Dy Dr Stephen Downes, as published in Crikey! on 20 June 2006.
In sports sponsorship terms, swimmer Leisel Jones is a hot property. An Olympian at age 14 in Sydney, she won gold, silver and bronze medals at the Athens Olympics in 2004. Two years later, she followed up with four gold medals at the Melbourne 2006 Commonwealth Games, and was chosen to carry the Australian flag in the closing ceremony.
She’s young, talented and likeable. And just prior to the FINA World Championships in March this year, Swiss watch brand Tag Heuer unveiled an advertising campaign featuring Leisel as it newest – and first Australian – brand ambassador, a role in which she joined Brad Pitt, Uma Thurman, Maria Sharapova, Tiger Woods, Steve McQueen and various F1 drivers. (Interestingly, you won't find her listed on the "Stars and Glamour" page of the Tag Heuer website.)
In the latest issue of the Sweeney Sports Report , which computes a kind of sponsorship “order of merit” based on consumers’ ratings of athletes’ suitability as brand endorsers, Leisel Jones gained 7 “Sweeney points” to be ranked equal 18th with Essendon AFL veteran James Hird, race driver Mark Skaife and Socceroo Tim Cahill. This puts her ahead of such notables as Lleyton Hewitt, Brownlow Medallist Chris Judd, Socceroo captain Mark Viduka and World Cup cricketer Andrew Symonds.
Given that background, if you were managing or advising Leisel Jones, what car brand would you seek out as the best match for a popular, credible endorser who’s already a glamorous Tag Heuer ambassador? A prestige marque, of course. Something speedy, performance-oriented, highly engineered and European, naturally. BMW, Audi, Mini or Mercedes perhaps?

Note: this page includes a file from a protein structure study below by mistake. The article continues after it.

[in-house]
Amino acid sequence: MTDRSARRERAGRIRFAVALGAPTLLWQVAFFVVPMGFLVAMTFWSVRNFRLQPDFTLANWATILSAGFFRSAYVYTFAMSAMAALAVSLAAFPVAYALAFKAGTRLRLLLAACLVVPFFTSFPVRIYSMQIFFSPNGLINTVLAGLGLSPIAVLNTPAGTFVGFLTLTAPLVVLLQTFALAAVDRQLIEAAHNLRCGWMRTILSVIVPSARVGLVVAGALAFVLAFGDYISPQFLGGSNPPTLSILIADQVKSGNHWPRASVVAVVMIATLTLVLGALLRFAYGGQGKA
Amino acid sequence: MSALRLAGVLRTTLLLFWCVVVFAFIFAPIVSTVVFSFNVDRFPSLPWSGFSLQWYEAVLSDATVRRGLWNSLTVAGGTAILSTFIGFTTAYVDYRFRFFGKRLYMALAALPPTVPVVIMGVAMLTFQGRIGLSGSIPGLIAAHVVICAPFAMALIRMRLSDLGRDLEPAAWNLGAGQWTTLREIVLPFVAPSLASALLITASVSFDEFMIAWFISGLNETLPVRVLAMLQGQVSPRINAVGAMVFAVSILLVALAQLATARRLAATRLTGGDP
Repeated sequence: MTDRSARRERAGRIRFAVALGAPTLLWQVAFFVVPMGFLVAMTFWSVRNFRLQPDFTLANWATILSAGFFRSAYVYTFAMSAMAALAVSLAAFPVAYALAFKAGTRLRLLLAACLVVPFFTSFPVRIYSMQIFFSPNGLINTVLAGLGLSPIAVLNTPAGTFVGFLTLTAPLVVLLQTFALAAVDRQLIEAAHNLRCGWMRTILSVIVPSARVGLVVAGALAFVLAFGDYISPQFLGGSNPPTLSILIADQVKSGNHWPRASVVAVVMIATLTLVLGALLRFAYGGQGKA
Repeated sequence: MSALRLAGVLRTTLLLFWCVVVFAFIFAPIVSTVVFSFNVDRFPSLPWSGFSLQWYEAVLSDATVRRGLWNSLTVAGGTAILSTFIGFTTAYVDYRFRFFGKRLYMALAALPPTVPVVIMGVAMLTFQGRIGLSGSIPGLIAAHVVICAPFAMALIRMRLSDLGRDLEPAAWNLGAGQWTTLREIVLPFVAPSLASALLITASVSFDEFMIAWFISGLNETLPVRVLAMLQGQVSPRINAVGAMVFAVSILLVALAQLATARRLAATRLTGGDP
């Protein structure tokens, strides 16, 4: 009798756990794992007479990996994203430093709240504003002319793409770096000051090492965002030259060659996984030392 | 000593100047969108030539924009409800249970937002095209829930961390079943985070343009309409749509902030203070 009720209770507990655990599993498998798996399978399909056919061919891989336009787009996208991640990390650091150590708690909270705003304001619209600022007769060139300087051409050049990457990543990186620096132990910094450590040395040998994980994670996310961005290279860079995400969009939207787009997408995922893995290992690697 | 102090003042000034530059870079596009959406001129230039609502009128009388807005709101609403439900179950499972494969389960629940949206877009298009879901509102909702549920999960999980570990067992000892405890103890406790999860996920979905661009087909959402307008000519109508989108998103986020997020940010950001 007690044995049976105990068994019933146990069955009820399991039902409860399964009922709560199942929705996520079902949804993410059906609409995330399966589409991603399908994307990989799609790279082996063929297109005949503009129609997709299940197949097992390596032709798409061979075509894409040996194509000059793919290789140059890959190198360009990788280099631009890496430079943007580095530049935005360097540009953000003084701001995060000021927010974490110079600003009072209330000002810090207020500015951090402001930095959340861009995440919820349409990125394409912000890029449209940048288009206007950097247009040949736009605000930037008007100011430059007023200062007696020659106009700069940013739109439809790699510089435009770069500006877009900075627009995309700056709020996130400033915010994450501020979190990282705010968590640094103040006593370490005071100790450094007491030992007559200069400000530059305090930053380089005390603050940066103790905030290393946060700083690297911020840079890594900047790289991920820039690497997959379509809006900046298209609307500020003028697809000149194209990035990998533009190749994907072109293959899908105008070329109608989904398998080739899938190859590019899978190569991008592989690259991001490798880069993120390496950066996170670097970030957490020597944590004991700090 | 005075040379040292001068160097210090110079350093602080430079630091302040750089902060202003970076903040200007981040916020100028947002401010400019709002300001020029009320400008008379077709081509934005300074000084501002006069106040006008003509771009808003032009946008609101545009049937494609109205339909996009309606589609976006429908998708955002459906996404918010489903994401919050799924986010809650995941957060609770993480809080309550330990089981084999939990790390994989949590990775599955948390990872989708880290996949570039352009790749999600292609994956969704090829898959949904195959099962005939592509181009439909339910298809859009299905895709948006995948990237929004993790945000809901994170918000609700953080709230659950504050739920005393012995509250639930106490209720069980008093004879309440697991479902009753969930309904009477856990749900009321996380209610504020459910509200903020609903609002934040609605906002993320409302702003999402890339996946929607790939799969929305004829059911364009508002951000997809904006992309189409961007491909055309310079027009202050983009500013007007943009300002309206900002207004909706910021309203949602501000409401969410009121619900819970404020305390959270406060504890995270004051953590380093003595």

This week, Leisel popped up on Melbourne free-to-air TV spruiking for local Holden dealer Preston Motors in a cheap and cheerful, “past-its-prime-time” commercial. Sure, she looked pleasant and perky, and she delivered her lines well – as well as you can when the script calls for something corny along the lines of “Dive in to Preston Motors”, repeated several times to camera. And there’s nothing wrong with Preston Motors; it’s an old-time dealership that’s been around since 1912, with its roots in Melbourne’s working-class northern suburbs.
But it’s a bizarre choice for Leisel, given her potential, her Sweeney ranking and her own apparent commercial aspirations just a few weeks ago. When she split with her coach in April this year, The Age reported that her objectives were “to cash in on commercial opportunities in Melbourne” and be with her footballer boyfriend, Marty Pask of the Western Bulldogs. Melbourne was looked upon as “a land of opportunity” and her earning capabilities were set to go “through the roof”.
The chance to do a lame ad for a local car dealer doesn’t look anything like a golden opportunity. And I’m not saying Preston Motors are cheap, but the ad’s script and production values suggest that the fee wouldn’t keep her supplied with Uncle Toby’s oats (another of her sponsors) for terribly long. Perhaps she got a car as “contra”.
But the long-term consequences are potentially much more significant than the simple matter of what Leisel got paid for this particular gig. Becoming known (and possibly ridiculed) for doing poor-quality, small-time or even ill-fitting endorsements can seriously damage an athlete or celebrity’s credibility as a presenter and hence his or her perceived value to marketers as a “co-brand”. It’s been speculated (as reported in Crikey! 21 July 2005) that even Lleyton Hewitt’s high-profile ads for Sorbent, while apparently beneficial to the brand, harmed his chances of maintaining and winning other endorsements by helping (as Inside Sport put it) to “smear (his) reputation permanently through association with loo paper”.
So who is advising Leisel? Who convinced her that becoming a spokesmodel for Preston Motors was a good idea, and why the heck did she agree?